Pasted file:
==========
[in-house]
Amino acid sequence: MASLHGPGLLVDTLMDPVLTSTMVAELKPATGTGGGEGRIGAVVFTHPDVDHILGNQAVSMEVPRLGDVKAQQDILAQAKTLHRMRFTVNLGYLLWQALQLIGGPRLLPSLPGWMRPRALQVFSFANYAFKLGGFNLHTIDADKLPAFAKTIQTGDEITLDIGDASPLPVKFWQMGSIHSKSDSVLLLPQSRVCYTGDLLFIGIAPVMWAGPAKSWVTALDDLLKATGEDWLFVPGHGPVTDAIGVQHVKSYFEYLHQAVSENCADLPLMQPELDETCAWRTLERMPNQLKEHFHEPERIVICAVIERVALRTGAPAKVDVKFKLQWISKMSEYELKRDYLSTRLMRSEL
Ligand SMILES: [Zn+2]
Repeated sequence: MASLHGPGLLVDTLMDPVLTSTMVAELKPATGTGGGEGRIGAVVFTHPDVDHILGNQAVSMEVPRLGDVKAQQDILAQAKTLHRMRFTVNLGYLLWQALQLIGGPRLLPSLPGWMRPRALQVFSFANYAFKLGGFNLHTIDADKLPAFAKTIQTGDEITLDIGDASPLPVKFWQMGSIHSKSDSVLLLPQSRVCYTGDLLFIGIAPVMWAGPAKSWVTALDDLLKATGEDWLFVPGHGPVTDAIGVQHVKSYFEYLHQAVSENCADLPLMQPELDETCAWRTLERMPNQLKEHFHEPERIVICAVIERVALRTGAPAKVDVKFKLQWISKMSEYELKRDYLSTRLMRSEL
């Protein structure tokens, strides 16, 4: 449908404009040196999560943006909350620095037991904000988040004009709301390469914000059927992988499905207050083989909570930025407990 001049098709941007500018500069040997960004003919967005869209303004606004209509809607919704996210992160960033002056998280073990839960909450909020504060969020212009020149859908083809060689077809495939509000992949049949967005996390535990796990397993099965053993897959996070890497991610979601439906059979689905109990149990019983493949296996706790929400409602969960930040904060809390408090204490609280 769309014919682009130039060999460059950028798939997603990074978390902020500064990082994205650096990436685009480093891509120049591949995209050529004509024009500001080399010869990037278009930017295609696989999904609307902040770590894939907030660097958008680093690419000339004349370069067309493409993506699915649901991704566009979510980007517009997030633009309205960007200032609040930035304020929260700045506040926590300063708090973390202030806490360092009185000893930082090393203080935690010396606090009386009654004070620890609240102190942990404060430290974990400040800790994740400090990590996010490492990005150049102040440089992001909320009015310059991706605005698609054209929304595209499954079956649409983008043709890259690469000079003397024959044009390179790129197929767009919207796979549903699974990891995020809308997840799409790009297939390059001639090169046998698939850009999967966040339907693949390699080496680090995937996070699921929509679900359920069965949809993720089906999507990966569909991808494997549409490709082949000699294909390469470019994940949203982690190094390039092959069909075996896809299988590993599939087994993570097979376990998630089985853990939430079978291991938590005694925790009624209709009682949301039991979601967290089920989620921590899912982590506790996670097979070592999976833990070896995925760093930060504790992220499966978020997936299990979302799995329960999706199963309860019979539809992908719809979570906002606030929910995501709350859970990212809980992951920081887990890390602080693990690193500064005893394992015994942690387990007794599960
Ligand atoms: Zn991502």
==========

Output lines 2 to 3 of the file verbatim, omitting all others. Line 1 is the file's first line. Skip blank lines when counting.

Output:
Amino acid sequence: MASLHGPGLLVDTLMDPVLTSTMVAELKPATGTGGGEGRIGAVVFTHPDVDHILGNQAVSMEVPRLGDVKAQQDILAQAKTLHRMRFTVNLGYLLWQALQLIGGPRLLPSLPGWMRPRALQVFSFANYAFKLGGFNLHTIDADKLPAFAKTIQTGDEITLDIGDASPLPVKFWQMGSIHSKSDSVLLLPQSRVCYTGDLLFIGIAPVMWAGPAKSWVTALDDLLKATGEDWLFVPGHGPVTDAIGVQHVKSYFEYLHQAVSENCADLPLMQPELDETCAWRTLERMPNQLKEHFHEPERIVICAVIERVALRTGAPAKVDVKFKLQWISKMSEYELKRDYLSTRLMRSEL
Ligand SMILES: [Zn+2]